September 6, 2019 Weekly Round Up

You may have noticed I’ve been a little bit MIA here and on social media.  I spent three weeks in August in and out of the hospital with a medical issue, but I’m feeling much better and am back in the saddle.  I’ve got an overwhelming number of emails and voicemails from my absence, but am working on getting back to folks as soon as possible.

I want to be sure and welcome those of you joining the blog from Beef Cattle Short Course, the Owning Your Piece of Texas program in Cat Spring, the Preserving Family Legacy program in La Grange and Brenham, and the Ranchers Leasing Workshop in Ft. Worth.  We’re glad to have you!

Here are a few of the key ag law stories in the news over the last few weeks.

*Texas Supreme Court will consider SWEPCO v. Lynch.  The Texas Supreme Court has accepted the Petition for Review in SWEPCO v. Lynch.  We previously discussed the Court of Appeals decision in this prior blog post.  The question is whether an old, blanket easement that did not limit the width allowed can be implicitly limited by the use over a period of time.  The ruling of the Supreme Court here could have major implications for Texas landowners holding land containing similar types of older easements.

* Congress increases debt limit for Chapter 12 bankruptcy.  On August 23, 2019, President Trump signed the Family Farmer Relief Act of 2019, which increases the allowable debt limit when filing for Chapter 12 bankruptcy to $10 million.  Prior to this change, the limit was $4.1 million.  Given the increasing value of farmland over the last 30 years, this change was necessary according to bill sponsor, Chuck Grassley of Iowa.  The purpose of this change is to encourage and allow family farmers to utilize the procedures under Chapter 12, rather than the more stringent requirements of Chapter 11, when filing bankruptcy.  There are specific rules as to who qualifies as a “family farmer,” based upon organizational structure, type of dept, and sources of income.  [Read articles here and  here.]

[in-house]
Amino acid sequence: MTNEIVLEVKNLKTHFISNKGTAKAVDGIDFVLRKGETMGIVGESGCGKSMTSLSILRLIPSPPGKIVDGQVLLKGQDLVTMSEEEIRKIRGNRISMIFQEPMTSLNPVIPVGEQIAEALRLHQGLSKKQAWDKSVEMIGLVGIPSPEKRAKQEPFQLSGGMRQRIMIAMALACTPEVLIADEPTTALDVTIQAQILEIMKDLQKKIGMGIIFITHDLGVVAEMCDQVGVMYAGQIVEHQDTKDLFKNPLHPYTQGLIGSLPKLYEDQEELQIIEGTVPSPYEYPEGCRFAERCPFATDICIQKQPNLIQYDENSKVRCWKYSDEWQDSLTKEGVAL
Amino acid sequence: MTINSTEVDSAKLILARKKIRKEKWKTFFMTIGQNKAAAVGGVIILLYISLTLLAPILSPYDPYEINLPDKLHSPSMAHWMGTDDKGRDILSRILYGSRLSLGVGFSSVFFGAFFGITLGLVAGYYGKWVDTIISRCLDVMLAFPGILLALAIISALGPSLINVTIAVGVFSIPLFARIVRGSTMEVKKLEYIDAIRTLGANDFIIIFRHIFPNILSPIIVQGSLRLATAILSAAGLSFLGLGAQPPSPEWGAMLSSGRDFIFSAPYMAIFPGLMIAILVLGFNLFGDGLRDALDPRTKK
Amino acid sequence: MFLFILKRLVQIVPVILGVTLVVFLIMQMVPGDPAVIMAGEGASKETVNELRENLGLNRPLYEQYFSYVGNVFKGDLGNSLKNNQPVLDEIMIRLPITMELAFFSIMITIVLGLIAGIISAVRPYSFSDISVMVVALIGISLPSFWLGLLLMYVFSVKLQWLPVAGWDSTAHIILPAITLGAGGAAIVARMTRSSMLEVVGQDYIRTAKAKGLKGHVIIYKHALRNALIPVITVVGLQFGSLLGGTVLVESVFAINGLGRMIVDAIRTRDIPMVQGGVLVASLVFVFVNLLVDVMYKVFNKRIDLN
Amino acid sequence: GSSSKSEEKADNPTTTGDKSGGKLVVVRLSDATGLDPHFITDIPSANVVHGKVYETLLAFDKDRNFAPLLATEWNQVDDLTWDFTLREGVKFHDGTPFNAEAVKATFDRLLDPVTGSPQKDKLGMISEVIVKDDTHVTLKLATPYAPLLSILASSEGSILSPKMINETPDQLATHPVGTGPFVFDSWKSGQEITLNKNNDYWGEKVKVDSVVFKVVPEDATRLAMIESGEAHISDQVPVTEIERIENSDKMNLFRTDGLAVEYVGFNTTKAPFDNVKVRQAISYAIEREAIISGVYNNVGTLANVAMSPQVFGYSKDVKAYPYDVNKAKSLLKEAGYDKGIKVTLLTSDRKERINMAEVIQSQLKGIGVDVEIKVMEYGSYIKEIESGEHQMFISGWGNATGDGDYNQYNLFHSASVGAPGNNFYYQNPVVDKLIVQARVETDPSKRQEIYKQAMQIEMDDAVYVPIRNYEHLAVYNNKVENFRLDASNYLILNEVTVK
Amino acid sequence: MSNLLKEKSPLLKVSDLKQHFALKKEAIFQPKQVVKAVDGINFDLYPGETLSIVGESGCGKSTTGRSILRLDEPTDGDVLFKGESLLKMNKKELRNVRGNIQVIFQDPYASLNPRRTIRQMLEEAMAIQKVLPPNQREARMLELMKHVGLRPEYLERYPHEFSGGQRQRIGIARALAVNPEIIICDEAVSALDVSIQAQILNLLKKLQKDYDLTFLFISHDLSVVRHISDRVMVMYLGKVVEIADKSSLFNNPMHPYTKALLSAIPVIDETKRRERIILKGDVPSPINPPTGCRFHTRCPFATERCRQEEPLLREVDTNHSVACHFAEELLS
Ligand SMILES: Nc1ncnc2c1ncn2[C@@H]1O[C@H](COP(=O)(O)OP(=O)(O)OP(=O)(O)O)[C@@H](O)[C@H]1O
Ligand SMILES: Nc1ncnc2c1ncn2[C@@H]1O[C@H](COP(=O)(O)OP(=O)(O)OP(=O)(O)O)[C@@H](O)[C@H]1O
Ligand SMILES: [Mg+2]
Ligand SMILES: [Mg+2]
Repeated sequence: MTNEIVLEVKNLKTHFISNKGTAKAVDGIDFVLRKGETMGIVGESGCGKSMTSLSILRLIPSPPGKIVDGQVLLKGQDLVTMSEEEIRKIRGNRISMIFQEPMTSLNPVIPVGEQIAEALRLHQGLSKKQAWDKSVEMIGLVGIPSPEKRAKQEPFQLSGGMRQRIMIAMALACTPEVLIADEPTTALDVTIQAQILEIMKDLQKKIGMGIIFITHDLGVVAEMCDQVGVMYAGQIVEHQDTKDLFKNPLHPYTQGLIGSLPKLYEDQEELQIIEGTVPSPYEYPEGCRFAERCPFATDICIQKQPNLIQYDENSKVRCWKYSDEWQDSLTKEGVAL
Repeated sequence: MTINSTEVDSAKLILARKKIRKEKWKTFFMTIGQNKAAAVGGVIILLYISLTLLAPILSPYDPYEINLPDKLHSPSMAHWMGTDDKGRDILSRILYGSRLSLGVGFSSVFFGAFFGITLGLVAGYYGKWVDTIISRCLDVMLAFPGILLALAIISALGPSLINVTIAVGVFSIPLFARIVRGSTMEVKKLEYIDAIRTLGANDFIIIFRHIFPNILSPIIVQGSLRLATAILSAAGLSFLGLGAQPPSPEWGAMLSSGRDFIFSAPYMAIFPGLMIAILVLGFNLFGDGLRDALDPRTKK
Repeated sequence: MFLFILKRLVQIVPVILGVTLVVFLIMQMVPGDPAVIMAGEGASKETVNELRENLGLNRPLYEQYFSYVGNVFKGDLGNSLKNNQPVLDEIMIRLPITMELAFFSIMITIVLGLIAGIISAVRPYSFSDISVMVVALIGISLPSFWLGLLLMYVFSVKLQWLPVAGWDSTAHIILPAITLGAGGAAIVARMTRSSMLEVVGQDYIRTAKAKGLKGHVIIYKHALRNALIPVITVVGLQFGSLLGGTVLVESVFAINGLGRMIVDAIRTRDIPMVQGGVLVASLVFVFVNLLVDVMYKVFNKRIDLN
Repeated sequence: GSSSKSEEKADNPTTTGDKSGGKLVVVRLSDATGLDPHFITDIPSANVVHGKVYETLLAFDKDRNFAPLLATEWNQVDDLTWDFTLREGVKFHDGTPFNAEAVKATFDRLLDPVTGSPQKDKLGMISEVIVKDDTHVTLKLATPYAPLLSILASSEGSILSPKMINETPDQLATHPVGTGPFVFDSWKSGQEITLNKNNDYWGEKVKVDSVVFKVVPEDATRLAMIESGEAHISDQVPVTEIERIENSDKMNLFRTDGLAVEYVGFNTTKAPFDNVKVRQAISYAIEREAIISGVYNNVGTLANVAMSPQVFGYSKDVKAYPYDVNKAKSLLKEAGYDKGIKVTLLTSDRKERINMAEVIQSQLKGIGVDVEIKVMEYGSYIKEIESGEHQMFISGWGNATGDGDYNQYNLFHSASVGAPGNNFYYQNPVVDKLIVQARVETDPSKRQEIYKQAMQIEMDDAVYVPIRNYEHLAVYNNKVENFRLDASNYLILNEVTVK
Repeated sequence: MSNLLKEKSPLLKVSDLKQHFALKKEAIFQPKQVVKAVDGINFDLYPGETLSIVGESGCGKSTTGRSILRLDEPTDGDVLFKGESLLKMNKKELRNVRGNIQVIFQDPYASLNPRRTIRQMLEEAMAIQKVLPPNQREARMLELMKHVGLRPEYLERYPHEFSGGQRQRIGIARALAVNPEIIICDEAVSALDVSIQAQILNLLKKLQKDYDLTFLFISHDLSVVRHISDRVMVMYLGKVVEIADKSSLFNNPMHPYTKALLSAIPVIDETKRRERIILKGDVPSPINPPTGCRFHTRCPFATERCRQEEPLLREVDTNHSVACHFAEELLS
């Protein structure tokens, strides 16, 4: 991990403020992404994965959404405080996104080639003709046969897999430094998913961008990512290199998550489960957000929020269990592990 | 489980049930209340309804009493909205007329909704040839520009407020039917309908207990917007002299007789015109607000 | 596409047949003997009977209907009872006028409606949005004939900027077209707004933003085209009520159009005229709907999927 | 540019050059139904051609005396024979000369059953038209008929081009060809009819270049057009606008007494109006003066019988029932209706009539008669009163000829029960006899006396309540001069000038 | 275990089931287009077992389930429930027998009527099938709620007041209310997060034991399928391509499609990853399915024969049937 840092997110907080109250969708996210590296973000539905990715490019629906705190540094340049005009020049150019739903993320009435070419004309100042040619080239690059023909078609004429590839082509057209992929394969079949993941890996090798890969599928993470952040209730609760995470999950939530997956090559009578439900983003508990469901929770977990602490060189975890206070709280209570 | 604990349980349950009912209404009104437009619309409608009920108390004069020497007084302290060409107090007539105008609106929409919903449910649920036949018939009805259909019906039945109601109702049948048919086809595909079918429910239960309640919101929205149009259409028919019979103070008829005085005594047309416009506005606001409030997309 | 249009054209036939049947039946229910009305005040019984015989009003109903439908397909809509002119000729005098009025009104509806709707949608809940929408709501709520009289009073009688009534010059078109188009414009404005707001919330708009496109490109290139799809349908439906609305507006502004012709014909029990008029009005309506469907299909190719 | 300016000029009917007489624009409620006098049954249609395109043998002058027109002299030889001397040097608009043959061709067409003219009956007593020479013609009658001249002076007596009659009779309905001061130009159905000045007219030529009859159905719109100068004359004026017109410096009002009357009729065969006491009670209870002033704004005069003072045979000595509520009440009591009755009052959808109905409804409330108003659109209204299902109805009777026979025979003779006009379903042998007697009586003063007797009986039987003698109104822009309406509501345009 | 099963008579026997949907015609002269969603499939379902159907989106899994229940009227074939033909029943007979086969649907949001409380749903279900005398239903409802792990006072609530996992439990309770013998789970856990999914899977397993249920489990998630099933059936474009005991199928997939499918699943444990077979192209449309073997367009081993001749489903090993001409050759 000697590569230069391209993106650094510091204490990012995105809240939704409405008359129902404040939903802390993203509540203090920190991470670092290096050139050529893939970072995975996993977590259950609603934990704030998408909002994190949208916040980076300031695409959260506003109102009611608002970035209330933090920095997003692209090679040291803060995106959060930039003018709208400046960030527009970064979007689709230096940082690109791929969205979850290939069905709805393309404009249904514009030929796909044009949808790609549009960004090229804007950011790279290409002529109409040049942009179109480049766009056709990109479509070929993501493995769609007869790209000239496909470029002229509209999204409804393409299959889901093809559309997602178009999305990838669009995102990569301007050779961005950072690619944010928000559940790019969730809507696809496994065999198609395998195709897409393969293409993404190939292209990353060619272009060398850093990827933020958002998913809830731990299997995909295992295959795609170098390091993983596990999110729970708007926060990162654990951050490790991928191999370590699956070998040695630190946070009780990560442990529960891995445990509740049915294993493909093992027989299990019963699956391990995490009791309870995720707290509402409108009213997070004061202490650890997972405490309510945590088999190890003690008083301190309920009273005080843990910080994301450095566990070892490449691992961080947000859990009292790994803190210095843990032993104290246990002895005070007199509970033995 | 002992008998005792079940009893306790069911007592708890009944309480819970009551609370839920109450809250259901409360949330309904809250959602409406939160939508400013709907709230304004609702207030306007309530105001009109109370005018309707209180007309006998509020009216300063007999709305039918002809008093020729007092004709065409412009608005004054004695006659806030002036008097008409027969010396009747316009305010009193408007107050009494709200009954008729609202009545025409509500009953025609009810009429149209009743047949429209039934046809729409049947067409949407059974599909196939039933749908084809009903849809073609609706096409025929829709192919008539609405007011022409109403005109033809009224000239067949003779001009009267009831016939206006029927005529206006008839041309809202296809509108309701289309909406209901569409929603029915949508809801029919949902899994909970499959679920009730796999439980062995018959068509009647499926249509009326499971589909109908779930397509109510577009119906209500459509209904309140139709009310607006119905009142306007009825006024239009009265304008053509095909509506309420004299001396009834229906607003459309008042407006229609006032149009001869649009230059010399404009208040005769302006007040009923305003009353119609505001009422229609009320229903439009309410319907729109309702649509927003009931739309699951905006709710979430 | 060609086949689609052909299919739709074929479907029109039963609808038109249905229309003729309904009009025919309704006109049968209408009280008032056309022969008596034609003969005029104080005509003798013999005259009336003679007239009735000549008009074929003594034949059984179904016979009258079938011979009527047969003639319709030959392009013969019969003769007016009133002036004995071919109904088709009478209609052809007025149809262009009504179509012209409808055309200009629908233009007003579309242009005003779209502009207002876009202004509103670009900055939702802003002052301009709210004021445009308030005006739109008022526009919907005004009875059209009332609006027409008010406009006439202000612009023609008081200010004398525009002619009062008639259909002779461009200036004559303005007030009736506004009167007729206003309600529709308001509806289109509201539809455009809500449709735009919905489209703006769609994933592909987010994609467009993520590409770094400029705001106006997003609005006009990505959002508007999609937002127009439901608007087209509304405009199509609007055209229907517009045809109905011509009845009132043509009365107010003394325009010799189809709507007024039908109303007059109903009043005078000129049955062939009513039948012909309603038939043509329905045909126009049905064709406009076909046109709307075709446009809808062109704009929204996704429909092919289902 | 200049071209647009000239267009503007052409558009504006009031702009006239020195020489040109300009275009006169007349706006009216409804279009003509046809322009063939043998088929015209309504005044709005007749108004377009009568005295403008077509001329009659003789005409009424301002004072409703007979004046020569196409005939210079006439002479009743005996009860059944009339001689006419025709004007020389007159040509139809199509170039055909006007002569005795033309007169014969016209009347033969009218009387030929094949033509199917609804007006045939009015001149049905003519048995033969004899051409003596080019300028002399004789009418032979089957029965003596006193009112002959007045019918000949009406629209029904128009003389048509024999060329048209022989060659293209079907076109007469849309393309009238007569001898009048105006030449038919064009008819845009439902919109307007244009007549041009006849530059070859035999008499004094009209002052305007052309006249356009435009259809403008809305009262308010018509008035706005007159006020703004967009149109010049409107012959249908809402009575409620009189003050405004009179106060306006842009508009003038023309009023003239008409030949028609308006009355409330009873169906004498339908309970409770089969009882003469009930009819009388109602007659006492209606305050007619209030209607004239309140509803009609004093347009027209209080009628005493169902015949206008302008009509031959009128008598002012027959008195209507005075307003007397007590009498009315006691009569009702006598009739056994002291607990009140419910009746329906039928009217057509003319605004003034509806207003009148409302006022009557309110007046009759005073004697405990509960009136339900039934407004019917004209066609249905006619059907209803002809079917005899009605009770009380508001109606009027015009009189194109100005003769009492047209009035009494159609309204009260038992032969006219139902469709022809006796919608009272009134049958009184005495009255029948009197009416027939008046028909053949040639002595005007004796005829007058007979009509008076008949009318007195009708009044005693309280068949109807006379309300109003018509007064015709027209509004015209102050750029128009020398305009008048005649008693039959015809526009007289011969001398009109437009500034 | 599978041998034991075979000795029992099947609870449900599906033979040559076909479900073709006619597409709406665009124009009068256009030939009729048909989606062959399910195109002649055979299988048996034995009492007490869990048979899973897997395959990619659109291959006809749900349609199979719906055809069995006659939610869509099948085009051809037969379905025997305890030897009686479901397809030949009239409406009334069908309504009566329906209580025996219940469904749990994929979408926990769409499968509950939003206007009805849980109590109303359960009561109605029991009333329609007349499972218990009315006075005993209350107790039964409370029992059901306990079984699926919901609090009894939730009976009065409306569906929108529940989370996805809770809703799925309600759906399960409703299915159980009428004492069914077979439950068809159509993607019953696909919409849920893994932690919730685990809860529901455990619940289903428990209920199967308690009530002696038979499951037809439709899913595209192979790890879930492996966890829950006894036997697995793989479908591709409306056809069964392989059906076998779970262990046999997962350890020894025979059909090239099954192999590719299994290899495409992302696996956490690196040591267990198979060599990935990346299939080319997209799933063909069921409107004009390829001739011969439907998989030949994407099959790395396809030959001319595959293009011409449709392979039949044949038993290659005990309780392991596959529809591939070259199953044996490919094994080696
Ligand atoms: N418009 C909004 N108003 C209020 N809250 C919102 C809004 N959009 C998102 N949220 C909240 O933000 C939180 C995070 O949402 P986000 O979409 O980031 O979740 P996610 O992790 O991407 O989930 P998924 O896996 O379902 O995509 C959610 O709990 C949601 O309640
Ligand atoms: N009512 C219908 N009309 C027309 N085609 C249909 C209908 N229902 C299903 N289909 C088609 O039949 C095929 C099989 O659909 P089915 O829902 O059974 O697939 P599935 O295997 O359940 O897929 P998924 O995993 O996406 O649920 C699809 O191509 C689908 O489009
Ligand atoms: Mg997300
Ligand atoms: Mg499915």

Photo by Michael Bourgault on Unsplash

* Changes to the Endangered Species Act.  The National Ag Law Center published a great summary of some significant rule changes related to the Endangered Species Act.  You will note changes with regard to how species are listed, how critical habitat may be defined, the standard applicable for listing as “threatened,” and the protections afforded to threatened species. Not surprisingly, environmental groups have already filed a lawsuit challenging these new regulations for failure to consider the environmental impacts as required by NEPA.  [Read article here.]

* Department of Labor seeking public comment on changes to H-2A rules.  The Department of Labor has proposed several changes to current regulations related to H-2A workers.  As you may know, the H-2A visa program is designed to allow temporary agricultural workers to enter the country on a work visa.  Changes include mandatory e-filing of applications, changes in how the Adverse Effect Wage Rate will be determined, updated methodology to determine the prevailing wage standards, expanding the definition of “agriculture” to included reforestation and pine straw activities, and allowing staggered entry under one application.    Public comment is open on these proposed rule changes through September 24, 2019. [Read article here.]

* Who I See.  I recently wrote a little blog post about who I see in a crowd when I’m speaking to a room full of farmers, ranchers, and rural landowners.  I feel fortunate to be able to do this work.  [Read blog post here.]

Upcoming Programs

On Thursday, September 12, we are hosting our last Owning Your Piece of Texas program for 2019 in College Station.  We’ve only got a couple seats left, so if you plan to attend, be sure you pre-register by clicking here.

The next day, on Friday, September 13, Dr. Greg Kaase and I will be in Ft. Worth for our Ranchers Leasing Workshop.  To register for that event, which costs $50/person and $80/couple, click here.

To see my complete list of upcoming programs, click here.

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